Case in Brief
Toronto-Dominion Bank v. Young
The Supreme Court issued written reasons in a case decided from the bench in November 2019.
In 2009, Ms. Macht got a loan for $306,000 from TD Bank. The loan was secured by a hypothec on her house. (A hypothec in Quebec’s civil-law system is like a mortgage in common-law provinces and territories.) She also got a loan of about $94,000 from the Youngs. It was also secured by a second hypothec. The Youngs knew about the first hypothec with the bank.
Ms. Macht stopped paying her loans. If a hypothec doesn’t get paid, the person owed money can force the property to be sold or can take it themselves. The Youngs asked the Quebec court to force Ms. Macht to give up the house in order to pay the debt she owed them. In 2011, the court declared them the owners. But the bank still had its hypothec on the house.
Shortly after, the bank asked the court to be allowed to take the house from Ms. Macht because its hypothec wasn’t paid. But the Youngs owned it now. They paid the bank what Ms. Macht owed in missed payments, even though they didn’t agree they had to.
The bank asked the court to force the Youngs to give up the house in order to pay Ms. Macht’s debt. The trial judge agreed with the bank, and said it was the owner. The Court of Appeal disagreed. It noted that the bank only took action against the Youngs, who owned the house at the time. The bank didn’t take action against Ms. Macht, who personally owed it the money. The Court of Appeal said the hypothec didn’t exist anymore. It had expired even before the trial judge made his decision. The bank should have taken action against Ms. Macht to stop it from expiring. But the time had expired, so it was too late for it to do this and try to get its money back from the Youngs.
The Supreme Court decided this case “from the bench” at the end of the hearing on November 7, 2019.
When a case is decided “from the bench,” it means an oral decision is given right away. The parties don’t have to wait for a written decision, which takes some time (an average of about five months in 2019). About a third of decisions were given from the bench in 2019.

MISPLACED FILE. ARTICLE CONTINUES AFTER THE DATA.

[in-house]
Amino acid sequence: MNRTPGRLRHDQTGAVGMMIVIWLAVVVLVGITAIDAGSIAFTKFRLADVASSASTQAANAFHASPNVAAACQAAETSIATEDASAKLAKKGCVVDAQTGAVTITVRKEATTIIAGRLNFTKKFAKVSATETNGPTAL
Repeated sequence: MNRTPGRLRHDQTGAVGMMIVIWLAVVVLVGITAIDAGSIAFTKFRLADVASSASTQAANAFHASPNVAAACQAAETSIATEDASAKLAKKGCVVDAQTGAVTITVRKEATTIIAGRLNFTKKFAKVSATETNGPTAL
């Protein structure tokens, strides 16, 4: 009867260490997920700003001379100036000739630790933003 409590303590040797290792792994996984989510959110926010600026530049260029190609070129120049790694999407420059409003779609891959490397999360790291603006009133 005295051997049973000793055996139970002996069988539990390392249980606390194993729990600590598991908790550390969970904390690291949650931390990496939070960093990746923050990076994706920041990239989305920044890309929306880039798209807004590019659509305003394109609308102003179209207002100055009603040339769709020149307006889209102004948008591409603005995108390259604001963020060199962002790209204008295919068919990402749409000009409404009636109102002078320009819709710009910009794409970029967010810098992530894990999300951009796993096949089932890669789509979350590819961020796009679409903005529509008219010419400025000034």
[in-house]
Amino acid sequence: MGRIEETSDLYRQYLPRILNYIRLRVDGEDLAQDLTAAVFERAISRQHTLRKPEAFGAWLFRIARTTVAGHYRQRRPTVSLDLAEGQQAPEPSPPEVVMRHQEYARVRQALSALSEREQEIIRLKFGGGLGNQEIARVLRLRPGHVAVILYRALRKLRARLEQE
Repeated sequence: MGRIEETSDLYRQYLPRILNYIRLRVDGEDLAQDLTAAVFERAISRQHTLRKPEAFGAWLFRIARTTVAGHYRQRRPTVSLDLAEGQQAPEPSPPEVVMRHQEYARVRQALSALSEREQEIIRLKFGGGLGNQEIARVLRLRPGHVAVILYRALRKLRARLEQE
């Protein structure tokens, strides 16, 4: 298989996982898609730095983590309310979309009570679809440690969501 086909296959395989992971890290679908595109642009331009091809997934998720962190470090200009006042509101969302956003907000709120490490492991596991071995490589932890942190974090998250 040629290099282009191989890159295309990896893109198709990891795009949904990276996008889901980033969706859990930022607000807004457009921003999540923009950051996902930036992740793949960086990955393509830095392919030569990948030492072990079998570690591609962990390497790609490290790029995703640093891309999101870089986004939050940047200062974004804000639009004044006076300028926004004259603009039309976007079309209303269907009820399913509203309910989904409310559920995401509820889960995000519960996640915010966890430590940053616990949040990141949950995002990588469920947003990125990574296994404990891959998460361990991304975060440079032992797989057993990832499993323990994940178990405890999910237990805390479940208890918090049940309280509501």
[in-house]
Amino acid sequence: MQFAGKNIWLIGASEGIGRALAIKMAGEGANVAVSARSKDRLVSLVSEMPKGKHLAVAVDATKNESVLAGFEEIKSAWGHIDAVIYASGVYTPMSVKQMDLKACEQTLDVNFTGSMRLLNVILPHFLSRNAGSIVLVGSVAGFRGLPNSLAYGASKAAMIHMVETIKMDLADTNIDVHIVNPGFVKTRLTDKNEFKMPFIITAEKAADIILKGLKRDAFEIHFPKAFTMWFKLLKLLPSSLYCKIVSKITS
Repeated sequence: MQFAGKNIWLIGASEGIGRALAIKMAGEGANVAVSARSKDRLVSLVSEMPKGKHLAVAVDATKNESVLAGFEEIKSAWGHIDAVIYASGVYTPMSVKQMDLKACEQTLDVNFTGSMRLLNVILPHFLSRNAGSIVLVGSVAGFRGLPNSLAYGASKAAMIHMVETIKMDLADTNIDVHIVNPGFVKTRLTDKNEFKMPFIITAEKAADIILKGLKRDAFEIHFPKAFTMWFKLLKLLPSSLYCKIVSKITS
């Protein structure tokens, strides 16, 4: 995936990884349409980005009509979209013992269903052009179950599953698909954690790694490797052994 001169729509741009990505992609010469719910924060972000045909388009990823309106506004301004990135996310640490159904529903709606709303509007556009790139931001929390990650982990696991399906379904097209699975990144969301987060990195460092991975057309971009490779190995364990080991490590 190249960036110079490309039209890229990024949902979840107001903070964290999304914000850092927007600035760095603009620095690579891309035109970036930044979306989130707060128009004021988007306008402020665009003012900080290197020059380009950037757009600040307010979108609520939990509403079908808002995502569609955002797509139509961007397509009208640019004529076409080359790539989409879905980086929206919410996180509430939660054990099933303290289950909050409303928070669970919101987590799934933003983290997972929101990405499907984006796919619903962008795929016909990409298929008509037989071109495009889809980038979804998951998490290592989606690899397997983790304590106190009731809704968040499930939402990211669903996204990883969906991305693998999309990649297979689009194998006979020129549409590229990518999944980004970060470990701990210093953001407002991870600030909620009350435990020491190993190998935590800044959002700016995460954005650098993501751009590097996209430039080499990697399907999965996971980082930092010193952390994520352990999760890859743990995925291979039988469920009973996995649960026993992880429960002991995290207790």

When a case is decided from the bench, the Court will sometimes give a written explanation (reasons) later. This can be done to make things more clear. In most cases, though, there won’t be written reasons. This doesn’t mean there is no explanation. When giving the oral decision, the Court might give a short explanation, or say something like, “we allow (or dismiss) this appeal substantially for the reasons given by the Court of Appeal.” That means it’s relying on the reasons of the lower court, which basically got it right.
In this case, the majority of judges agreed completely with the Court of Appeal. The Court of Appeal’s decision stayed in effect. That meant the Youngs got to keep the house and the bank couldn’t claim anything on it.
Canada has two major legal traditions, common law (based on English law) and civil law (based on the French civil code). Quebec is the only province that applies civil law. It can be found in the province’s Civil Code, which applies to most non-criminal legal issues. Some concepts – like mortgages and hypothecs – are similar under common law and civil law. But they are often based on different principles and can have different rules. Having two main legal traditions helps make Canada unique. In fact, the Supreme Court of Canada is the only bilingual (two languages) and bijural (two legal systems) supreme court in the world.
Cases in Brief are prepared by communications staff of the Supreme Court of Canada to help the public better understand Court decisions. They do not form part of the Court’s reasons for judgment and are not for use in legal proceedings.
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